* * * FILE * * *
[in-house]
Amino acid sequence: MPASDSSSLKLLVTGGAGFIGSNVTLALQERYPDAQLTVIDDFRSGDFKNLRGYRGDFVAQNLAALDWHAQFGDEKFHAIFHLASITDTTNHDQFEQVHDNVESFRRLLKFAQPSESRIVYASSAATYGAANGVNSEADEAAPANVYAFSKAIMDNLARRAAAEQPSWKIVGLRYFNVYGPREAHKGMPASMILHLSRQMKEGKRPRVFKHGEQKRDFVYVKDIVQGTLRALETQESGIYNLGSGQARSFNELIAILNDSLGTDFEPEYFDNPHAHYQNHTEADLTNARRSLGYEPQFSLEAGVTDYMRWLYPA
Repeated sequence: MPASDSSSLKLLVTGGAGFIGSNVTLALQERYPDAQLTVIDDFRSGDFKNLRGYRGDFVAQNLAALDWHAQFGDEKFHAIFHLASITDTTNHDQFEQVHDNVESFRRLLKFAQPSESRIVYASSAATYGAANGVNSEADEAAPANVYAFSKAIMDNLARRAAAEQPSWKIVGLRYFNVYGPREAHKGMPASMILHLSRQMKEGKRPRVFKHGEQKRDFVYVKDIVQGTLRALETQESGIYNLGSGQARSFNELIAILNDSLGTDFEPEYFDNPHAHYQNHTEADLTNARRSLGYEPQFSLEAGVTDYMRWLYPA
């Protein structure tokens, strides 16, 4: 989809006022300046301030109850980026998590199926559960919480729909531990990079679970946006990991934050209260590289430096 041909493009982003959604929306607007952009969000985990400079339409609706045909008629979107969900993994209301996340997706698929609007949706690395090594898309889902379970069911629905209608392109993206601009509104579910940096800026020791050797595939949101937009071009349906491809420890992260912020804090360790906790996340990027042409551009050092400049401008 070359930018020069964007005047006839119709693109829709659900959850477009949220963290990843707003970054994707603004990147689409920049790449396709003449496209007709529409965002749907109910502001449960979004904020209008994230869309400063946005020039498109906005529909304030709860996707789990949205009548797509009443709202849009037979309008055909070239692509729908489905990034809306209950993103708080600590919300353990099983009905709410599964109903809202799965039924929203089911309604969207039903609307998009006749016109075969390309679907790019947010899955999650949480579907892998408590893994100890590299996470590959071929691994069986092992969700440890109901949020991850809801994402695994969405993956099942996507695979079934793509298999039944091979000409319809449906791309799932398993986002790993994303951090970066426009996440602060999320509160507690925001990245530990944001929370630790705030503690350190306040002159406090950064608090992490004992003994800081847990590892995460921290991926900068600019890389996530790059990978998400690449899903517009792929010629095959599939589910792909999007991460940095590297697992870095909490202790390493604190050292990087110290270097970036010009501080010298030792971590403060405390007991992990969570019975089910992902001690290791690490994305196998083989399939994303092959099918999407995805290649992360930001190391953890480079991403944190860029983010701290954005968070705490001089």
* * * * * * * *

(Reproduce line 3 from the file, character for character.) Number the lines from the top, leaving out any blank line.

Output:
Repeated sequence: MPASDSSSLKLLVTGGAGFIGSNVTLALQERYPDAQLTVIDDFRSGDFKNLRGYRGDFVAQNLAALDWHAQFGDEKFHAIFHLASITDTTNHDQFEQVHDNVESFRRLLKFAQPSESRIVYASSAATYGAANGVNSEADEAAPANVYAFSKAIMDNLARRAAAEQPSWKIVGLRYFNVYGPREAHKGMPASMILHLSRQMKEGKRPRVFKHGEQKRDFVYVKDIVQGTLRALETQESGIYNLGSGQARSFNELIAILNDSLGTDFEPEYFDNPHAHYQNHTEADLTNARRSLGYEPQFSLEAGVTDYMRWLYPA